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I have bought 0ne or two of the Mojo picks several years ago. I cannot remember what I paid. Cool 'novelty' but never stuck with them. I have also bought on Ebay ....the Surfpick. Made by a cool dude, down south in Fla.

 

They are made from a dense species of wood named Lignum Vitae. They are more to my liking (especially on acoustic) than the silver Mojo picks. I notified the maker of the Surf Picks, when I broke one, and he very graciously sent a replacement!

 

Hey, got to try new stuff once in awhile!

 

 

 

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Brian May said he uses a British sixpence. If I recall, he stated that he used them not because of the sound, but because they were cheaper than guitar picks.

 

"May’s renowned use of a metal guitar pick, actually a reshaped sixpence (a small, discontinued British coin),"

 

http://www2.gibson.com/news-lifestyle/features/en-us/myth-busters-brian-may-505.aspx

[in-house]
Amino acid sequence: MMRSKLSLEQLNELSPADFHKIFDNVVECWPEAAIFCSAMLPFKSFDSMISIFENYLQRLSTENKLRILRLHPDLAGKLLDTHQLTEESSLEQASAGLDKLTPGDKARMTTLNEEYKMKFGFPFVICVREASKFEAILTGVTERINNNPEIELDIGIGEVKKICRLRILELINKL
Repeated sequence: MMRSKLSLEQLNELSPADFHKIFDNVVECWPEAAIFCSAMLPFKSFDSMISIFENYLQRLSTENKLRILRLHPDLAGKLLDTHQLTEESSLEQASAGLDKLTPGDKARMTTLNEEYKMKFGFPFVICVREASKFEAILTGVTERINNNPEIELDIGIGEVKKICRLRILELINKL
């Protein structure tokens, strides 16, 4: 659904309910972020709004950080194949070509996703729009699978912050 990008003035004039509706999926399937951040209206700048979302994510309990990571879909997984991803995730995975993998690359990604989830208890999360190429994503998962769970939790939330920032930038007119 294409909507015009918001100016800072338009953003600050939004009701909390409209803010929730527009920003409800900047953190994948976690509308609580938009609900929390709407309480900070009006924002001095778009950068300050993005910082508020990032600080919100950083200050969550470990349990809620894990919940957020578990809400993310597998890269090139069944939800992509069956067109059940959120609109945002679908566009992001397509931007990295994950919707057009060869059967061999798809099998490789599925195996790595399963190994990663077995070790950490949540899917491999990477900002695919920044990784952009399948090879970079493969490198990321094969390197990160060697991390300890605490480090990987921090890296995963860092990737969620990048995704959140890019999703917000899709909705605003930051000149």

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My only concern with a metal pick is that metal to metal contact could mean broken strings. Yes?

In fact no worse than any ordinary stiff pick (and you can get thin, flexible metal ones too), however the ones I have do sound much scratchier than plastic/nylon picks. Good for metal! [biggrin]

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Guest Farnsbarns

$20!?!?!?

 

Send me a quarter, or nominate a suitable UK coin and I'll make one I'd under a minute.

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I sold some vintage/antique combs on eBay a few months ago and ended up in a conversation with the buyer. Turns out he calls himself Gary Wagner The Pick Guy, and makes guitar/mandolin picks out of real tortoise shell. He's careful to only use shell that is already been used for other purposes so as not to injure or kill live tortoises for his product.

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"Stuckey Lemon"...Mojo Picks.

 

Back about 2002 my wife bought me a three pack, silver, in my birth year (195X) Gave one to a buddy who was born the same year- one I played a gig with, then drilled a hole in the top and use it as a necklace, the other is stashed to give to one of the grandkids someday.